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News 03.25.20 : Today’s Articles of Interest from Around the Internets

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News 03.25.20 : Today’s Articles of Interest from Around the Internets
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News 03.25.20 : Today’s Articles of Interest from Around the Internets
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News 03.25.20 : Today’s Articles of Interest from Around the Internets
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Being stuck at home can be challenging. When I lived on the International Space Station for nearly a year, it wasn’t easy. When I went to sleep, I was at work. When I woke up, I was still at work. Flying in space is probably the only job you absolutely cannot quit.

But I learned some things during my time up there that I’d like to share — because they are about to come in handy again, as we all confine ourselves at home to help stop the spread of the coronavirus. Here are a few tips on living in isolation, from someone who has been there.

Follow a schedule

On the space station, my time was scheduled tightly, from the moment I woke up to when I went to sleep. Sometimes this involved a spacewalk that could last up to eight hours; other times, it involved a five-minute task, like checking on the experimental flowers I was growing in space. You will find maintaining a plan will help you and your family adjust to a different work and home life environment. When I returned to Earth, I missed the structure it provided and found it hard to live without.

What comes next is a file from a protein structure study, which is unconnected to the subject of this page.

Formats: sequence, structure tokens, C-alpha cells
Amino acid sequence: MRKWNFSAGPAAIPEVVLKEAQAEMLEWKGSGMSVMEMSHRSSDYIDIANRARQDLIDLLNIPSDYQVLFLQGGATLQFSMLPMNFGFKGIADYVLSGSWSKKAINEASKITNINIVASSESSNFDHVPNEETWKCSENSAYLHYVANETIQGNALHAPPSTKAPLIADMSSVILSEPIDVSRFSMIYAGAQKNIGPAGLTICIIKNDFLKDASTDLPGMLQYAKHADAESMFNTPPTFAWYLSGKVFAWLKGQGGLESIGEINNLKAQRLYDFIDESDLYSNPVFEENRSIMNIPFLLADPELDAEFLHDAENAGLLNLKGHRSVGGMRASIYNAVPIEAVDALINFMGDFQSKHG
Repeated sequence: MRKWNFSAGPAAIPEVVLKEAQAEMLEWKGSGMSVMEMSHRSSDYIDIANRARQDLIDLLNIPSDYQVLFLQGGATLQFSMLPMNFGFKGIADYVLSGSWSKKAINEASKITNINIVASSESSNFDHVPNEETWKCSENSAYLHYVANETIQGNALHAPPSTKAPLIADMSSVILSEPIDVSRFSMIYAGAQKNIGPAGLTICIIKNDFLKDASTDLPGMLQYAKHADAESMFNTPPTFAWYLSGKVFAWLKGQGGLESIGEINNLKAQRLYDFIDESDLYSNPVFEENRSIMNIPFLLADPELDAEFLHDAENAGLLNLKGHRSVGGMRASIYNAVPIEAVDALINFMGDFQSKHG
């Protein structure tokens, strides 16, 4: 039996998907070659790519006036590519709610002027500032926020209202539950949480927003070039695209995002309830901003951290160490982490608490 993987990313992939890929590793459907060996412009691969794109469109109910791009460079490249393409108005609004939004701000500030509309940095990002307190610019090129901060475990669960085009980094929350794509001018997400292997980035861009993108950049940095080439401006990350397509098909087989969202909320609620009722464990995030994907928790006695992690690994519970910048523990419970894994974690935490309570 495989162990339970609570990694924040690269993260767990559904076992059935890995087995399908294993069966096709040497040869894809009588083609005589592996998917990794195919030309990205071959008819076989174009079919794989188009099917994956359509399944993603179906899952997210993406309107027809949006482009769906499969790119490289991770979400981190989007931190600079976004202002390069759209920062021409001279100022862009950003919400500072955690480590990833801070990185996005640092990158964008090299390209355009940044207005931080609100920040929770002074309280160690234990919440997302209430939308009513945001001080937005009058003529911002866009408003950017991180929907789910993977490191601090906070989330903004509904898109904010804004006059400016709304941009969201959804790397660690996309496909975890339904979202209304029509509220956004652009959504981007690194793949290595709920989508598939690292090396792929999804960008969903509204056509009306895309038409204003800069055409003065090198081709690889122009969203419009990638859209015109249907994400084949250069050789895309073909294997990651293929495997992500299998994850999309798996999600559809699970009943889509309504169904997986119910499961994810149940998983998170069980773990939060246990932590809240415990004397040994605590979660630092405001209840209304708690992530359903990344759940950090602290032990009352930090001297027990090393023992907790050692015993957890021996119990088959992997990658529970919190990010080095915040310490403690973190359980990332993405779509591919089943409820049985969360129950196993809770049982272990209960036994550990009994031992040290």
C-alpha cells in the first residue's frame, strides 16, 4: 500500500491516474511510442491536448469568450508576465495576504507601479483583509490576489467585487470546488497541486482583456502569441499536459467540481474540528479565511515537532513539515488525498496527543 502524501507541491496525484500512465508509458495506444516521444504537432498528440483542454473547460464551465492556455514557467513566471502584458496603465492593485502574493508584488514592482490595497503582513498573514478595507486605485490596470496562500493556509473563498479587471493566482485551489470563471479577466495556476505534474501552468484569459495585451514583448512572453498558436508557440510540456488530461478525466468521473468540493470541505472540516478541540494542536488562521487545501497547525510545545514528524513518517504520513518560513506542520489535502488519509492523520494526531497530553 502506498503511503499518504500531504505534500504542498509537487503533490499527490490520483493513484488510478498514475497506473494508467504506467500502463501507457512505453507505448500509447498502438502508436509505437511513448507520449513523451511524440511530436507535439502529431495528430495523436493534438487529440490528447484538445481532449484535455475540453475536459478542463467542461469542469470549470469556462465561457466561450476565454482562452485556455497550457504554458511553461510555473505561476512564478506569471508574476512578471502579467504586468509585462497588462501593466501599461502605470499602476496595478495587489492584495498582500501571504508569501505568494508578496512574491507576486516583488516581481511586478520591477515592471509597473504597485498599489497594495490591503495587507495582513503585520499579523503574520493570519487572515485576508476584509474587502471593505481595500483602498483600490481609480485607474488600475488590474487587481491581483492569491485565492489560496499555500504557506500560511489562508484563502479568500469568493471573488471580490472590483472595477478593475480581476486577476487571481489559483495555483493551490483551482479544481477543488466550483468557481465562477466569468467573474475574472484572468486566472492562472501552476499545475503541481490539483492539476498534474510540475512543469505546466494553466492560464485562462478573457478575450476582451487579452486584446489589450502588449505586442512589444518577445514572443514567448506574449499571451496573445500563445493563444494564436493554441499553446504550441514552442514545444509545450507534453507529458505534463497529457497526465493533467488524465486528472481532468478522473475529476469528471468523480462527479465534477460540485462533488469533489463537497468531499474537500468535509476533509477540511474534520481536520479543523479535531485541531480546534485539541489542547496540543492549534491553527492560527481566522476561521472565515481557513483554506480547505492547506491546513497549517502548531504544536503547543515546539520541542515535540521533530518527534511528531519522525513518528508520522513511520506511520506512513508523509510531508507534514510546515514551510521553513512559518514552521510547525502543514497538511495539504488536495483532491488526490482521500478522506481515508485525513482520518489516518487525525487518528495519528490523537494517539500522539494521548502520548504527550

Read the rest of this article at: The New York Times

News 03.25.20 : Today’s Articles of Interest from Around the Internets

News 03.25.20 : Today’s Articles of Interest from Around the Internets

For a child prodigy, learning didn’t always come easily to Derek Haoyang Li. When he was three, his father – a famous educator and author – became so frustrated with his progress in Chinese that he vowed never to teach him again. “He kicked me from here to here,” Li told me, moving his arms wide.

Yet when Li began school, aged five, things began to click. Five years later, he was selected as one of only 10 students in his home province of Henan to learn to code. At 16, Li beat 15 million kids to first prize in the Chinese Mathematical Olympiad. Among the offers that came in from the country’s elite institutions, he decided on an experimental fast-track degree at Jiao Tong University in Shanghai. It would enable him to study maths, while also covering computer science, physics and psychology.

In his first year at university, Li was extremely shy. He came up with a personal algorithm for making friends in the canteen, weighing data on group size and conversation topic to optimise the chances of a positive encounter. The method helped him to make friends, so he developed others: how to master English, how to interpret dreams, how to find a girlfriend. While other students spent the long nights studying, Li started to think about how he could apply his algorithmic approach to business. When he graduated at the turn of the millennium, he decided that he would make his fortune in the field he knew best: education.